Interested in going solar? In many ways, this is an ideal time to explore the possibility. The U.S. solar industry is stronger than ever with 2012 annual growth expected to top 70 percent over 2011. Prices for solar hardware -- including modules and inverters -- continue to plummet to historic lows. Still, among all these impressive gains -- a stubborn barrier remains. To truly realize the potential of solar energy in America, we must address the soft costs.
So, what exactly are the soft costs? I’m referring to all the permitting, interconnection and inspection requirements that ramp-up the price of solar installations. In many cases, soft costs account for as much as 40 percent of the total cost of a single installation. Even more troubling, inconsistencies in soft costs requirements -- from town to town and utility to utility -- make it difficult for solar installers to enter new markets.
A new study from Energy Department grant awardee Clean Power Finance found that more than 35 percent of solar installers avoid selling in certain areas because of permitting difficulties. This limits the adoption of solar in otherwise viable markets -- needlessly constraining a robust and growing industry. (I encourage you to take a look at more of the study’s revealing findings here.)
Soft costs are a very real obstacle to the widespread adoption of solar -- but they are not insurmountable. At the Energy Department, we’re investing in projects that are making headway. With our Rooftop Solar Challenge -- launched last February as part of the SunShot Initiative -- we’re empowering communities (22 teams in total) across the U.S. to devise innovative solutions to streamlining solar installation.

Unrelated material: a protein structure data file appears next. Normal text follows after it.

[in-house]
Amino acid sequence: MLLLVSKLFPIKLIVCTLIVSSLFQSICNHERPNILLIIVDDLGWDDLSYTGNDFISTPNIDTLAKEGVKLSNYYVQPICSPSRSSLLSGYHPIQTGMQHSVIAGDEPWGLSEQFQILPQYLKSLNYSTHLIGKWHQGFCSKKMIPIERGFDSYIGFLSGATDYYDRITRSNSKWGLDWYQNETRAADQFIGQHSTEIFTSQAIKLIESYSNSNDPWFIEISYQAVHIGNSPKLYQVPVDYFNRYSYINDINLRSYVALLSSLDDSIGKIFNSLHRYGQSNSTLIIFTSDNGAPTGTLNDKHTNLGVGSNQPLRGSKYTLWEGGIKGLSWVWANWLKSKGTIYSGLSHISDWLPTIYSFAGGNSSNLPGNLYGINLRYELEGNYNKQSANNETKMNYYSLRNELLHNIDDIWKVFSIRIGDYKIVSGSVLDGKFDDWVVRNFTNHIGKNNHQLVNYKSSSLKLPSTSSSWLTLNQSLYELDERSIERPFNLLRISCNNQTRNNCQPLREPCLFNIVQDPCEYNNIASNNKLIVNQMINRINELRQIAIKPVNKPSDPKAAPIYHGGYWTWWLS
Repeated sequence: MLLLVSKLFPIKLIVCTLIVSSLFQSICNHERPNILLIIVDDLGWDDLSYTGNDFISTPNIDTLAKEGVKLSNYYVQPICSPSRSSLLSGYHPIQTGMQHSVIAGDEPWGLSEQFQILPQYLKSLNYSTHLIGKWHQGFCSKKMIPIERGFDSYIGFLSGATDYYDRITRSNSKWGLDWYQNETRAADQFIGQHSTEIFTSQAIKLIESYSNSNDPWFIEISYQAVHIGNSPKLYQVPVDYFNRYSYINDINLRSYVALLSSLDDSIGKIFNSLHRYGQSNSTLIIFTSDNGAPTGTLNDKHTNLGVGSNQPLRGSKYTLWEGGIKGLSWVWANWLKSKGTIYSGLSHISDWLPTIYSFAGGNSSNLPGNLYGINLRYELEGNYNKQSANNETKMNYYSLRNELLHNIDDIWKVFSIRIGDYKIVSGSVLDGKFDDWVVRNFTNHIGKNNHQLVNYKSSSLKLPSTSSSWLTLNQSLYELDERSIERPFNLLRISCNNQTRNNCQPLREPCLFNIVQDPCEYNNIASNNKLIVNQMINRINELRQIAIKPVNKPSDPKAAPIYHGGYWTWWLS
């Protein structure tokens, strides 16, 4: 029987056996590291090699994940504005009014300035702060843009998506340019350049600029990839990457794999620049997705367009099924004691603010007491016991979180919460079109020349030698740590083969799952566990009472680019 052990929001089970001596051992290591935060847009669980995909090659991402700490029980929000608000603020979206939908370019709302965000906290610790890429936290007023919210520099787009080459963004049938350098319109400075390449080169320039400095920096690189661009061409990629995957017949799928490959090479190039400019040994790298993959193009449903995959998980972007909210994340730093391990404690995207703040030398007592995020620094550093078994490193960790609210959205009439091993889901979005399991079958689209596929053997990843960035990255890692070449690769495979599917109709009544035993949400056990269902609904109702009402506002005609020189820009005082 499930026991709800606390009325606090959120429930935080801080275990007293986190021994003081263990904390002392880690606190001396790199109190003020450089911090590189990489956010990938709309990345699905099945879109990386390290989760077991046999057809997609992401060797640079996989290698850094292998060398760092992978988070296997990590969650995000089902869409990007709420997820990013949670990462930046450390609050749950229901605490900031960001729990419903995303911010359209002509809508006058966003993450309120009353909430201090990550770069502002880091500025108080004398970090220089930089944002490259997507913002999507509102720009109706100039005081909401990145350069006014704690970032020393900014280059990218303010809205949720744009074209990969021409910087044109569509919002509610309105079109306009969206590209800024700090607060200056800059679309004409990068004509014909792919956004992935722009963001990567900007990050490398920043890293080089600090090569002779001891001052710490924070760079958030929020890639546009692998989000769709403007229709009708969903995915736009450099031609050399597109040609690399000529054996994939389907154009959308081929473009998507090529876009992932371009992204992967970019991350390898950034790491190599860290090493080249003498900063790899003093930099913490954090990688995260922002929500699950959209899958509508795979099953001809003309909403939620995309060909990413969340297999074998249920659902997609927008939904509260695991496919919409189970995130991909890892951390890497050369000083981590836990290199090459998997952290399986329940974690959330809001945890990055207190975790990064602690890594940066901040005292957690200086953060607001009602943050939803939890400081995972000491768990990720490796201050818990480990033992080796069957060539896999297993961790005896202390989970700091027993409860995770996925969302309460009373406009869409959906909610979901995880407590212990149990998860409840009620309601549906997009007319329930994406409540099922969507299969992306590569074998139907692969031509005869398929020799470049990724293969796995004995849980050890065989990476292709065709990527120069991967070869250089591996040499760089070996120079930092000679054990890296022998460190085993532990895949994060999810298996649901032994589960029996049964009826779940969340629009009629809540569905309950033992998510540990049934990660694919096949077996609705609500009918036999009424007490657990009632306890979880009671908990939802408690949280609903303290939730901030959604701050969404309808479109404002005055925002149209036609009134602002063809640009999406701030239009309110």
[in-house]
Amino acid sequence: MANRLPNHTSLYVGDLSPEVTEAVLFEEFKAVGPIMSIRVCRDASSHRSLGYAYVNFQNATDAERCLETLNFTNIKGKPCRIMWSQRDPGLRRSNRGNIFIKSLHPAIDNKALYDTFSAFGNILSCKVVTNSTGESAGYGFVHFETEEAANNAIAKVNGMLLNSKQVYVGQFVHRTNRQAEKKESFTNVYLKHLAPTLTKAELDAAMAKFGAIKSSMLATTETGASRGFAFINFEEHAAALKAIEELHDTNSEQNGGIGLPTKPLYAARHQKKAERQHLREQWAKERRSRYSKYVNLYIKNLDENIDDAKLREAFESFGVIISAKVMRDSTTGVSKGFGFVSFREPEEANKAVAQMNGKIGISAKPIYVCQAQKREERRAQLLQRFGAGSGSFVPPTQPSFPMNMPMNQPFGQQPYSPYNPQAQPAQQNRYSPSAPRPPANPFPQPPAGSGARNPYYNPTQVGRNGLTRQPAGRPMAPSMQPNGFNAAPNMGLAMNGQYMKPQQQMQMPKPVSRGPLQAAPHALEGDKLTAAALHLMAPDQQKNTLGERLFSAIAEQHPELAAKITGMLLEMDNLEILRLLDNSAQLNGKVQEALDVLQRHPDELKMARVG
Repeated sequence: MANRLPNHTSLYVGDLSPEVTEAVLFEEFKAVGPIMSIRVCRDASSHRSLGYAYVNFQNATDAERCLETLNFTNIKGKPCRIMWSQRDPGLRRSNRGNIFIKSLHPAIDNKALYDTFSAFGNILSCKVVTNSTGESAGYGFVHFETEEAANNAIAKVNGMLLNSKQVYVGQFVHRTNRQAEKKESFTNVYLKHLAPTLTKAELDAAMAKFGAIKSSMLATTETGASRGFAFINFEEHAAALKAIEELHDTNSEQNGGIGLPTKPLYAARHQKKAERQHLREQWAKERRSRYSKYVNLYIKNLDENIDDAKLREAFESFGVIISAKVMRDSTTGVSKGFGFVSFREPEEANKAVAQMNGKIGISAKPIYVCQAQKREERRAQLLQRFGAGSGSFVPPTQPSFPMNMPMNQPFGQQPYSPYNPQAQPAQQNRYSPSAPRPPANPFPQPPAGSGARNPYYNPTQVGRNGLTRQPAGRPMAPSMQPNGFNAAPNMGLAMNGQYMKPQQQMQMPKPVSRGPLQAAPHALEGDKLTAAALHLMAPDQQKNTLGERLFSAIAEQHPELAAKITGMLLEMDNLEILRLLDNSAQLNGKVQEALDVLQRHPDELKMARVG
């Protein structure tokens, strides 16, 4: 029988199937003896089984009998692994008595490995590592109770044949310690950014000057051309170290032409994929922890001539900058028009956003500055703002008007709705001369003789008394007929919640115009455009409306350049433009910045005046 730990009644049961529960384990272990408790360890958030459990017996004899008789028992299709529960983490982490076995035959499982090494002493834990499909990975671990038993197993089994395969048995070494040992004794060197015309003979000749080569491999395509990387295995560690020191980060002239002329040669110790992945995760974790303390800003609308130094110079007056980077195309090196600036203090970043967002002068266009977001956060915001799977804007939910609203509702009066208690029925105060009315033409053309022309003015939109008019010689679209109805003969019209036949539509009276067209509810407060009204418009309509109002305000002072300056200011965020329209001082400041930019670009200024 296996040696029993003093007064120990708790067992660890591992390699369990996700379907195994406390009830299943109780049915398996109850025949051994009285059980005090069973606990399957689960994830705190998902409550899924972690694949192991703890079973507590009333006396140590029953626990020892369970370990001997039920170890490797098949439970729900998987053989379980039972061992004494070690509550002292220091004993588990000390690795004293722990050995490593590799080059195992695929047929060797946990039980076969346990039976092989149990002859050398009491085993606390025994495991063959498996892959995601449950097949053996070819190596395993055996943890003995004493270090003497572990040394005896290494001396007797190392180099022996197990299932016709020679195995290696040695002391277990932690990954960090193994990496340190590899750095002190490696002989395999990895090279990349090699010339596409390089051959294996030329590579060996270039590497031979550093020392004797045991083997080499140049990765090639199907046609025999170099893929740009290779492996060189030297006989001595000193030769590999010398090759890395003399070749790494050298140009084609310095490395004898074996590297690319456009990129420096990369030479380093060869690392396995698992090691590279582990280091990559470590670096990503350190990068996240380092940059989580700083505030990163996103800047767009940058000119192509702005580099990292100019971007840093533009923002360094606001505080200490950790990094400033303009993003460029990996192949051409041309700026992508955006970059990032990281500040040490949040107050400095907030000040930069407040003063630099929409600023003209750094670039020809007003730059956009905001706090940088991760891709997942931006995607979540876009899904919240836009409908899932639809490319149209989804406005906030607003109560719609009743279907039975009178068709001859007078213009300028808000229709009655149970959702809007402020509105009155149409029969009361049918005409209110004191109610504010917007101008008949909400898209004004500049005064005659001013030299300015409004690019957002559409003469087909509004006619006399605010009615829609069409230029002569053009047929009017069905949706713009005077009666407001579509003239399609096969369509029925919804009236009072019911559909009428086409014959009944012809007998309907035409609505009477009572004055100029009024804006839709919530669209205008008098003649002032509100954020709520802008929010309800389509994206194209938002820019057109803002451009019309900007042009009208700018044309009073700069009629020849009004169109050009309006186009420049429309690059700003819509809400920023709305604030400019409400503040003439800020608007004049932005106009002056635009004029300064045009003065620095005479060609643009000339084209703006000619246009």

After much hard work, the teams are achieving success. In Broward County, Florida -- residents will be able to get a solar energy system permit in just half an hour. In San Francisco -- applications for solar installations 4 kilowatts or less can be submitted and paid for online. Elsewhere, teams are leading the widespread adoption of simplified, standardized permitting and interconnection processes -- making it faster, easier and cheaper to go solar. And while more than 45 million Americans are benefitting from Rooftop Solar Challenge results, it is only the beginning.
With these promising results in tow, we recently launched Rooftop Solar Challenge II. This second round focuses on scaling up the most effective approaches, while driving new innovations that successfully address soft costs barriers. We are well on our way, and will continue to push until the obstacles related to soft costs are a thing of the past.